Wednesday, November 07, 2007

(Some Rambling) Food for Thought

I've been thinking a lot about food lately. I mean, I always think about food, because I really like to eat it. I would consider myself a foodie, really: I love to cook and to bake and to read cookbooks and to eat and to grocery shop. But lately, I've been thinking a lot more than usual about food. Part of it is that I am finally reading Animal, Vegetable, Miracle by Barbara Kingsolver, her book about eating homegrown and local food almost exclusively for a year. And, too, now that we are no longer dorm parents and no longer eat in the cafeteria, I am cooking again with regularity. And with the kids pouring Halloween candy down their throats and with Thanksgiving just around the corner and Christmas cookies to start baking, oh, just any day now, there are a lot of food topics for me to think about while doing the dishes and gazing out at the falling leaves. You know, because now that I am a full time stay at home mom, that is what I do with half of my day.

I have been reading food memoirs for a year or so now--a genre I didn't know existed until recently, actually. I never thought I could write about food, since I'm not actually a gourmet, or gourmand, or whatever. But a food memoir. You know, like, why I enjoy food and what memories I have about food and what role eating and cooking have in my life. Now that I could write.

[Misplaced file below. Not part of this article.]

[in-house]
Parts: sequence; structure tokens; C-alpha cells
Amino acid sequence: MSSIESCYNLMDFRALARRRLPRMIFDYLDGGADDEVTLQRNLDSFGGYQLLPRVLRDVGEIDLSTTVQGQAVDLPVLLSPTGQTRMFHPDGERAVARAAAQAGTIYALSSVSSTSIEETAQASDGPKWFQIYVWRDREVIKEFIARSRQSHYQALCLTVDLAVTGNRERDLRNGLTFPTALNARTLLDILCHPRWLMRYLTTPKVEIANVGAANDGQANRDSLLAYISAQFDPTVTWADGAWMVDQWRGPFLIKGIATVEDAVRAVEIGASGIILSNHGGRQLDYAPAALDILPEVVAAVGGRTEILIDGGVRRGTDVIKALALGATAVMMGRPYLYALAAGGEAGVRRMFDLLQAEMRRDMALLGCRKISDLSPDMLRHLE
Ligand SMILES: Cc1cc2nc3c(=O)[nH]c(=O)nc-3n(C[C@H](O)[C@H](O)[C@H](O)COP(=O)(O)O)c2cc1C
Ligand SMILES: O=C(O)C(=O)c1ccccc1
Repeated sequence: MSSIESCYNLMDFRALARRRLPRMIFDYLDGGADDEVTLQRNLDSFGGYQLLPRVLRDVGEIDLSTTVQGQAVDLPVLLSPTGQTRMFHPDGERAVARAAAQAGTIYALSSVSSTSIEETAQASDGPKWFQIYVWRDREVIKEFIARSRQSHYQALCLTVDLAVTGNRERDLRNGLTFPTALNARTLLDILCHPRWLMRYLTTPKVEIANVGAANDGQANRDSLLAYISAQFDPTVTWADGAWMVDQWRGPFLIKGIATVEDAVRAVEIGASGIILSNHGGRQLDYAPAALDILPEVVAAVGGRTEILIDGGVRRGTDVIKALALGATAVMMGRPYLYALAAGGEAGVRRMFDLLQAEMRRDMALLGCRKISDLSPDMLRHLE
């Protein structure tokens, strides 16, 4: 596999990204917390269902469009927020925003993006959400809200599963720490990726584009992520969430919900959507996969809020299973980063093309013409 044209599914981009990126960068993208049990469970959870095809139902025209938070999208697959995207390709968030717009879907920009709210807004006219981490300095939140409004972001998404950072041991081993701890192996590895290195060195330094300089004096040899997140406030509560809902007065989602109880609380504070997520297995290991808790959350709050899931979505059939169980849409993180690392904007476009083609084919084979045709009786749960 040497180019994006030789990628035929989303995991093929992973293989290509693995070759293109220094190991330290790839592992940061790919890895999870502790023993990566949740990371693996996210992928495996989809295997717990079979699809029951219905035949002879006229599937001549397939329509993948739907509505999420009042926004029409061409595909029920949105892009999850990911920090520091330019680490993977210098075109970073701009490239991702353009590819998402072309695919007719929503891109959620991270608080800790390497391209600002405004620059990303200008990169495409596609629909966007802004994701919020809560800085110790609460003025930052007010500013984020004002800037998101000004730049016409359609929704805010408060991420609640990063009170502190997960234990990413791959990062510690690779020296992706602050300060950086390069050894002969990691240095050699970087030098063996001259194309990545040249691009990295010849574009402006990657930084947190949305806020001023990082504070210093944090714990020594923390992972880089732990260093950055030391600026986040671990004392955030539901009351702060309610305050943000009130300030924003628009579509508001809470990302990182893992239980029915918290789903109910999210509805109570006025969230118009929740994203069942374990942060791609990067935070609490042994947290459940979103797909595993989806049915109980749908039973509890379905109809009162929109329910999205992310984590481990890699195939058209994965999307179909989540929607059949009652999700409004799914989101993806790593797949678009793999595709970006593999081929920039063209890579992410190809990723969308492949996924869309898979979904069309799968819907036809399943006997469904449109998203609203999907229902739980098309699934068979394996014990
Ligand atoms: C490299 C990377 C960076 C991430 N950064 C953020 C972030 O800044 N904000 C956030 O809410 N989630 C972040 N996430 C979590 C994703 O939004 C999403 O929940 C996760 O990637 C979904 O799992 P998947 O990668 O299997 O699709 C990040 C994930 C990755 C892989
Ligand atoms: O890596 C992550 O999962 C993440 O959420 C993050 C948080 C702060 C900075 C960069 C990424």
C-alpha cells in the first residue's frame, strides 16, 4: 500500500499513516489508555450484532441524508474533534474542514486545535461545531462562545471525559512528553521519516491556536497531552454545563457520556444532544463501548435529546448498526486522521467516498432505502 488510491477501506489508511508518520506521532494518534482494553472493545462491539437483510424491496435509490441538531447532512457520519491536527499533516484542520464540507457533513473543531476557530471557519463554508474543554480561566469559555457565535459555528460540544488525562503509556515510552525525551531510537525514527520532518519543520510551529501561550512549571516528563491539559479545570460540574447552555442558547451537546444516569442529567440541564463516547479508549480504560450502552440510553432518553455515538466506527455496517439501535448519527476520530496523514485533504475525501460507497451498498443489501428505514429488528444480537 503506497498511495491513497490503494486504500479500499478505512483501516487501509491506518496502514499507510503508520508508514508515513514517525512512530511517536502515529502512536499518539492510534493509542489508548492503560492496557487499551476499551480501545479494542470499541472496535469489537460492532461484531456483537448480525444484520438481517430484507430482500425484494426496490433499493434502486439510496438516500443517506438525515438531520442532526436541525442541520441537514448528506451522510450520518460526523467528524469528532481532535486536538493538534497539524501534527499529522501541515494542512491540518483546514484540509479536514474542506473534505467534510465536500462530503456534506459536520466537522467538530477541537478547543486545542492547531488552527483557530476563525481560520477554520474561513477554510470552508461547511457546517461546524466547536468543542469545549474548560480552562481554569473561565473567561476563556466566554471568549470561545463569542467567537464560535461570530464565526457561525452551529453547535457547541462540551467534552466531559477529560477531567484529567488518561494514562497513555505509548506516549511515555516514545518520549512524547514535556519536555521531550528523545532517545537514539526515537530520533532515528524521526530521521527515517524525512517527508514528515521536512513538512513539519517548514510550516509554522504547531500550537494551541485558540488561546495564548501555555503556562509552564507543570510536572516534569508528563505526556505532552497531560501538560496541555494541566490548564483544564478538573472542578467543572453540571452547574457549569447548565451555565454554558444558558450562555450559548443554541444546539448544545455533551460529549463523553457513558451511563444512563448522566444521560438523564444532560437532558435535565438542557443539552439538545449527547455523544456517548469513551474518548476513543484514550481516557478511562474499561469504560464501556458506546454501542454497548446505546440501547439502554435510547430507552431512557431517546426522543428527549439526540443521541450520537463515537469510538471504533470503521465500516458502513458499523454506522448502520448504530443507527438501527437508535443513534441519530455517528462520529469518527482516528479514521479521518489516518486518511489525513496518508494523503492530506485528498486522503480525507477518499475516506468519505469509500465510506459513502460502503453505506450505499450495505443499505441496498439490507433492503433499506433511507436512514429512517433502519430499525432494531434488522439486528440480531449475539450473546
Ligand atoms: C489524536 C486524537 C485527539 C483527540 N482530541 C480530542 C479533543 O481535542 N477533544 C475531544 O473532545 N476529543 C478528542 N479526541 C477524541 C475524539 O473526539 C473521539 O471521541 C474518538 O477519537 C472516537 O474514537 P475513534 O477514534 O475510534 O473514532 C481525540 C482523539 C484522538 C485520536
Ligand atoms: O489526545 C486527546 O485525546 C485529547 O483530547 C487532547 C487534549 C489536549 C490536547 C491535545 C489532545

But at this point I'm just brainstorming.

I think I was, perhaps, a strange child. I do remember liking a few foods typical of what many children like: macaroni and cheese (the boxed stuff, thank you very much, minus the tuna and peas my mother liked to add), popcorn, and anything sweet. But beyond that, what I remember aren't likely the foods we ate everyday. What I do remember are the coconuts, brought home by my dad as a treat or purchased with my saved up allowance--yes, I said already that I was a strange child--that we would crack opened with a hammer, catching the liquid essence of coconut inside with a bowl. We would spend the rest of the day slivering off pieces of the coconut meat to eat. In the same exotic fruit category, I remember my dad bringing home asian pears. The ones I remember were larger than the ones available today, although perhaps this is just the work of my memory, recalling the fruit proportionally to my age. There would be one asian pear for the entire family, and after dinner my dad would slice irregular pieces and dole them out one at a time around the table.

I also must have had a thing for fried foods, because I remember my mom making corn fritters and tempura. I think she only made each of these once, but my sense memories, especially of the tempura, are strong. I remember dipping each vegetable in the batter--I think I helped with this part--and then my mom would lower a batch into the hot oil. It would bob to the surface a few minutes later, the smell of the tempura mingling with the scent of the hot oil.

Also, I loved cucumbers with salt and filet o' fish from McDonalds. And "kippered seafood snacks" on saltine crackers, a snack so horrific I can't bring myself to try it again as an adult. Just think whole small fish, brined and tinned. But I tell you, I loved it as a kid.